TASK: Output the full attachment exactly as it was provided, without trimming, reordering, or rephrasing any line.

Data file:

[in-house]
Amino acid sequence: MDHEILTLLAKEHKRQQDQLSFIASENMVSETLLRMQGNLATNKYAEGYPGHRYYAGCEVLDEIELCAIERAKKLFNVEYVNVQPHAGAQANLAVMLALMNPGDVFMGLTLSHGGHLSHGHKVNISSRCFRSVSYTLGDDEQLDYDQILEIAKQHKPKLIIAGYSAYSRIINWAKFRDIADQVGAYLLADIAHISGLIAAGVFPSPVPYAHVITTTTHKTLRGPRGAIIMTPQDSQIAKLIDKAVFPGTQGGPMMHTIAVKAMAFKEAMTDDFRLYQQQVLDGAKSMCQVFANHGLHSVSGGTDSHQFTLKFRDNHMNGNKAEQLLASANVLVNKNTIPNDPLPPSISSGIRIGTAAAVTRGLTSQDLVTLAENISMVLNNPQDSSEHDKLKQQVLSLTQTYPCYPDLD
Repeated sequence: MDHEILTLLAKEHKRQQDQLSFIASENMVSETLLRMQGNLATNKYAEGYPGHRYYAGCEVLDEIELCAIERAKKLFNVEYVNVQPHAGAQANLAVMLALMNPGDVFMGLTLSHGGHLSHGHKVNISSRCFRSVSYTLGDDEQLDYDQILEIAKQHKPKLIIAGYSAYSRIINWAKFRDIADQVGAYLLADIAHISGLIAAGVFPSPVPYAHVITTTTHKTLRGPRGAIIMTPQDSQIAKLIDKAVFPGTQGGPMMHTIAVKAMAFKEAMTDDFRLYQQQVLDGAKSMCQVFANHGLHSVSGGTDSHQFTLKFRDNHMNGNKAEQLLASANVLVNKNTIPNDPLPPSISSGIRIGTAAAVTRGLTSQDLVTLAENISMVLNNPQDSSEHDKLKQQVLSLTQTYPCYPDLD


[in-house]
Amino acid sequence: MDHEILTLLAKEHKRQQDQLSFIASENMVSETLLRMQGNLATNKYAEGYPGHRYYAGCEVLDEIELCAIERAKKLFNVEYVNVQPHAGAQANLAVMLALMNPGDVFMGLTLSHGGHLSHGHKVNISSRCFRSVSYTLGDDEQLDYDQILEIAKQHKPKLIIAGYSAYSRIINWAKFRDIADQVGAYLLADIAHISGLIAAGVFPSPVPYAHVITTTTHKTLRGPRGAIIMTPQDSQIAKLIDKAVFPGTQGGPMMHTIAVKAMAFKEAMTDDFRLYQQQVLDGAKSMCQVFANHGLHSVSGGTDSHQFTLKFRDNHMNGNKAEQLLASANVLVNKNTIPNDPLPPSISSGIRIGTAAAVTRGLTSQDLVTLAENISMVLNNPQDSSEHDKLKQQVLSLTQTYPCYPDLD
Repeated sequence: MDHEILTLLAKEHKRQQDQLSFIASENMVSETLLRMQGNLATNKYAEGYPGHRYYAGCEVLDEIELCAIERAKKLFNVEYVNVQPHAGAQANLAVMLALMNPGDVFMGLTLSHGGHLSHGHKVNISSRCFRSVSYTLGDDEQLDYDQILEIAKQHKPKLIIAGYSAYSRIINWAKFRDIADQVGAYLLADIAHISGLIAAGVFPSPVPYAHVITTTTHKTLRGPRGAIIMTPQDSQIAKLIDKAVFPGTQGGPMMHTIAVKAMAFKEAMTDDFRLYQQQVLDGAKSMCQVFANHGLHSVSGGTDSHQFTLKFRDNHMNGNKAEQLLASANVLVNKNTIPNDPLPPSISSGIRIGTAAAVTRGLTSQDLVTLAENISMVLNNPQDSSEHDKLKQQVLSLTQTYPCYPDLD